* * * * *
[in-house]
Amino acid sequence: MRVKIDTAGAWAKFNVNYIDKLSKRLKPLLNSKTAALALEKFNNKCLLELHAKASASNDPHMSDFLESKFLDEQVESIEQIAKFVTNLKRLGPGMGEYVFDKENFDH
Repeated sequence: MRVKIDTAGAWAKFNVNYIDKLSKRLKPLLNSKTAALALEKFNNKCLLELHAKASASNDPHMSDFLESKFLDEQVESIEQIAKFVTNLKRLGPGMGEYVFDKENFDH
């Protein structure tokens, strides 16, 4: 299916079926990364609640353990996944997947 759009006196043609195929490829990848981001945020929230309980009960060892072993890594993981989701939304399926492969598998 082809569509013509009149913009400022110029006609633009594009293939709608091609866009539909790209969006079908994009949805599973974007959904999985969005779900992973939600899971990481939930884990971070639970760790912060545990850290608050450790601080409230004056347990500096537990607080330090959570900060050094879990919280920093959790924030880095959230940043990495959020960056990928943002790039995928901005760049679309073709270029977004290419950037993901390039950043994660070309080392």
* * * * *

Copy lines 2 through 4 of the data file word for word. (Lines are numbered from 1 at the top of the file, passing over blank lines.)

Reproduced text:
Amino acid sequence: MRVKIDTAGAWAKFNVNYIDKLSKRLKPLLNSKTAALALEKFNNKCLLELHAKASASNDPHMSDFLESKFLDEQVESIEQIAKFVTNLKRLGPGMGEYVFDKENFDH
Repeated sequence: MRVKIDTAGAWAKFNVNYIDKLSKRLKPLLNSKTAALALEKFNNKCLLELHAKASASNDPHMSDFLESKFLDEQVESIEQIAKFVTNLKRLGPGMGEYVFDKENFDH
């Protein structure tokens, strides 16, 4: 299916079926990364609640353990996944997947 759009006196043609195929490829990848981001945020929230309980009960060892072993890594993981989701939304399926492969598998 082809569509013509009149913009400022110029006609633009594009293939709608091609866009539909790209969006079908994009949805599973974007959904999985969005779900992973939600899971990481939930884990971070639970760790912060545990850290608050450790601080409230004056347990500096537990607080330090959570900060050094879990919280920093959790924030880095959230940043990495959020960056990928943002790039995928901005760049679309073709270029977004290419950037993901390039950043994660070309080392």